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October 13, 1984 - Image 2

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The Michigan Daily, 1984-10-13

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Page 2--The Michigan Daily- Saturday, October 13, 1984
Bible classes
'Contiue despite
court injuction
HUDSONVILLE, Mich. (UPI) _ members in that district ignored
A Christian group yesterday was in- suggestions that the classes could
vited to conduct noon "Bible clubs" in legally be lld off the school grounds or
six public elementary schools despite at some time other than during the
almost certain legal action by the state. school day.
Superintendent Jack Musser said Musser said he asked the board to
Bible Center Ministries of Jenison was consider asking Bible Center Ministries
asked to hold the voluntary religious to find an off-campus location for the
classes in the district's elementary classes or conduct them after school
schools at the request of the district's hours.
board of education.
He declined comment when asked if
THE BOARD Thursday voted 4-2 to the district would be able to fight the
continue the classes. The vote came state in a lawsuit on the issue.
only one week after U.S. District Judge
Richard Emslen issued an injunction Musser said he had not yet been
barring the same group from conduc- notified of any pending legal action by
ting religious classes during school the State Board of Education, although
hours in the Tri-County School District, that body acted swiftly to recommend a
lawsuit against the Tri-County district
Musser said he did not know when the once its board voted to hold the clubs in
sessions would begin, defiance of the law.
The vote came at ' the request of
Musser, who reported the state's legal "They can make any decision they
action against the Tri-County District want as long as they can live with it and
and suggested aternatives that would be able to take the consequences," said
allow the clubs to be held legally. Jay Wabeke, head of the local chapter
.of Americans United for Separation of
THE STATE filed suit against the Church and State.
Tri-County schools because boardk

Oaify Potoby A TT PETR IE
New business
A crowd listens to yesterday's dedication of the new building for the
Business School. Seated at left are the Kresges, large donators to the fund
for whom the building was named.

Researcher calls caffeine possible pesticide

WASHINGTON (UPI) - Caffeine, the kick in
coffee, killsinsect lIrvae and could be useful as a
commercial pesticide, a researcher said Thursday,
Mr. James Nathanson said caffeine occurs
naturally in many plants - notably tea and coffee
shrubs and cacao trees, the source of chocolate - and
probably acts as an insect repellant.
IN NATHANSON'S tests,insect larvae of various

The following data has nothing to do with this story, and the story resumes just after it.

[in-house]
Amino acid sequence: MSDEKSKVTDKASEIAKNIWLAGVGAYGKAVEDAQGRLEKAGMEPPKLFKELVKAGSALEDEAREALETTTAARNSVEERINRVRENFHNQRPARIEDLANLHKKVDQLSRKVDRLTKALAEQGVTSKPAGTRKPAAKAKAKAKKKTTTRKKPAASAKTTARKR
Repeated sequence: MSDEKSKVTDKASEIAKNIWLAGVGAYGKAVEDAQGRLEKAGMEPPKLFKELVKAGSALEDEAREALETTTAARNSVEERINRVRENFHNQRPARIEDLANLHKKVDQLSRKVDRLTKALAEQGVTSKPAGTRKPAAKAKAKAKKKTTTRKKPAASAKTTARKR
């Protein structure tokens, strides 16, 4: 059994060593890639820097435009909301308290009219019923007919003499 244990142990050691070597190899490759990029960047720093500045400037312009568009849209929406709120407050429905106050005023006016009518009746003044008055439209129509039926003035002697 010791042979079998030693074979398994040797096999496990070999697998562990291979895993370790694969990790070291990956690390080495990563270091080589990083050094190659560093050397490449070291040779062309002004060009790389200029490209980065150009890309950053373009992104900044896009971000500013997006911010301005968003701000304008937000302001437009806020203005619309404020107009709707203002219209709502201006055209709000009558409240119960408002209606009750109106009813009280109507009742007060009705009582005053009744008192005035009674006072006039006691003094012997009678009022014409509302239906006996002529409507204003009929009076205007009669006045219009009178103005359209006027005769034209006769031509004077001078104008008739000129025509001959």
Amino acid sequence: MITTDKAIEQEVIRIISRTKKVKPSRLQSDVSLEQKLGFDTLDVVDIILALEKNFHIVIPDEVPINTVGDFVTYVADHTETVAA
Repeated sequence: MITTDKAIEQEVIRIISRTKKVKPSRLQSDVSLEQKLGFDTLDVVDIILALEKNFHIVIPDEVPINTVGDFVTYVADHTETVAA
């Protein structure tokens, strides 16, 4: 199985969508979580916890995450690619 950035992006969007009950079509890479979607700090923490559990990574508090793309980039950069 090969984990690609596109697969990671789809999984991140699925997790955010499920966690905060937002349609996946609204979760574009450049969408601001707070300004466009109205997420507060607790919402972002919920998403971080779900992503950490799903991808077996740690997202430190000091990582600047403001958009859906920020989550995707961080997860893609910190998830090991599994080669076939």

species died within days when placed in lab dishes or
on tomato leaves covered with high concentrations of
powdered coffee or tea, pure caffeine or related com-
pounds.0
In lower concentrations, about the strength of 10
cups of coffee, the caffeine and derivatives made the
larvae jittery, kept them from eating and stunted
their growth.

The stimulant also appears to enhance the effect of
some pesticides, he said. One particular pest-killer,
was 10 times more powerful when combined with a
synthetic caffein-like substance, he reported in the
journal Science.
CONCENTRATIONS of caffein found naturally
in undried tea leaves or coffee beans were enough to
kill tobacco worm larvae, Nathanson found. While
flour beetle adults survived a dose of caffeine-related
compound, long-term exposure prevented them from
reproducing, the study said.
Nathanson, also a Harvard Medical School
neurologist, was out of the country and not available
to elaborate on his findings.
In comments released by the hospital, he
speculated it would take five years of research to con-

firm his belief caffeine-like insecticides could be
made for commercial use.
Noting the toxic nature of many pesticides,
Nathanson said, "The side effects of caffeine-like
compounds appear to be relatively minor in animals
and humans." It is uncertain what high gurface con-
centrations of caffeine might do to plants.
Nancy Ragsdale, a pesticide specialist with the
Agriculture Department, said although the concept of
using caffeine as a pesticide may be new, many other
naturally occuring substances are the basis for
chemicals currently used to kill insects.
"Always, everybody's looking for better ways to
control pests," she said. "If this isn't quite the thing,
perhaps another compound modelled on if could be-
good."

IN BRIEF
Compiled from Associated Press and
United Press International reports
Thatcher uninjured in hotel blast
BRIGHTON, England - A powerful bomb aimed at Prime mnister
Margaret Thatcher and her Cabinet tore through an elegant seaside hotel
early yesterday, killing four people and injuring 30, including key gover-
nment officials.
Eleven hours after the explosion, the prime minister went before the con-
ference, conducting business as usual, and received an eight-minute stan-